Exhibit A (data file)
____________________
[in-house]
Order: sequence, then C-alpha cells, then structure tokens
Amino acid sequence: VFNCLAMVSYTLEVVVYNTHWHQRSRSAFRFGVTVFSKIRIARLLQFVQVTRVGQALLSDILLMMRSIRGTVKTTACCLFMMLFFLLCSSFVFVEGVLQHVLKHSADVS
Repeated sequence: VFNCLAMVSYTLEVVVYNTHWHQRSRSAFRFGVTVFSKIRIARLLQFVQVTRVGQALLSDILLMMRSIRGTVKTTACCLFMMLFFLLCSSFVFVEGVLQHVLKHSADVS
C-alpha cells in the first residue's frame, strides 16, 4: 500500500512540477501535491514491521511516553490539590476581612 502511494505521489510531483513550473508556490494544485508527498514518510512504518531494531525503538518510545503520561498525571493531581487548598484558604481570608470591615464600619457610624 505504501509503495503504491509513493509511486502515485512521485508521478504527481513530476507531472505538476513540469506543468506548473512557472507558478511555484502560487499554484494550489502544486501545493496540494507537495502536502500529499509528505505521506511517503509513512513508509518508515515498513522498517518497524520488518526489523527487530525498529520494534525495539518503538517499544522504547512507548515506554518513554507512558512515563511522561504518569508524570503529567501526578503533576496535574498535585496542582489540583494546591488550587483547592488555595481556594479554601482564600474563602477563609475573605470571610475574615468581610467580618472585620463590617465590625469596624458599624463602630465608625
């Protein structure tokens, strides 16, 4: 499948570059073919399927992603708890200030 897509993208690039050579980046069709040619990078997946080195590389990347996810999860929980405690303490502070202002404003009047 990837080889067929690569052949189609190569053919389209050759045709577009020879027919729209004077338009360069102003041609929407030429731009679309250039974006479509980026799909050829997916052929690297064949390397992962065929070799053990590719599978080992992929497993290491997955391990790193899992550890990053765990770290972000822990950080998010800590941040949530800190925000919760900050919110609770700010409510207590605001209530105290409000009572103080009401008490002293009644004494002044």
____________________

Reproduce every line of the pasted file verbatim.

[in-house]
Order: sequence, then C-alpha cells, then structure tokens
Amino acid sequence: VFNCLAMVSYTLEVVVYNTHWHQRSRSAFRFGVTVFSKIRIARLLQFVQVTRVGQALLSDILLMMRSIRGTVKTTACCLFMMLFFLLCSSFVFVEGVLQHVLKHSADVS
Repeated sequence: VFNCLAMVSYTLEVVVYNTHWHQRSRSAFRFGVTVFSKIRIARLLQFVQVTRVGQALLSDILLMMRSIRGTVKTTACCLFMMLFFLLCSSFVFVEGVLQHVLKHSADVS
C-alpha cells in the first residue's frame, strides 16, 4: 500500500512540477501535491514491521511516553490539590476581612 502511494505521489510531483513550473508556490494544485508527498514518510512504518531494531525503538518510545503520561498525571493531581487548598484558604481570608470591615464600619457610624 505504501509503495503504491509513493509511486502515485512521485508521478504527481513530476507531472505538476513540469506543468506548473512557472507558478511555484502560487499554484494550489502544486501545493496540494507537495502536502500529499509528505505521506511517503509513512513508509518508515515498513522498517518497524520488518526489523527487530525498529520494534525495539518503538517499544522504547512507548515506554518513554507512558512515563511522561504518569508524570503529567501526578503533576496535574498535585496542582489540583494546591488550587483547592488555595481556594479554601482564600474563602477563609475573605470571610475574615468581610467580618472585620463590617465590625469596624458599624463602630465608625
């Protein structure tokens, strides 16, 4: 499948570059073919399927992603708890200030 897509993208690039050579980046069709040619990078997946080195590389990347996810999860929980405690303490502070202002404003009047 990837080889067929690569052949189609190569053919389209050759045709577009020879027919729209004077338009360069102003041609929407030429731009679309250039974006479509980026799909050829997916052929690297064949390397992962065929070799053990590719599978080992992929497993290491997955391990790193899992550890990053765990770290972000822990950080998010800590941040949530800190925000919760900050919110609770700010409510207590605001209530105290409000009572103080009401008490002293009644004494002044």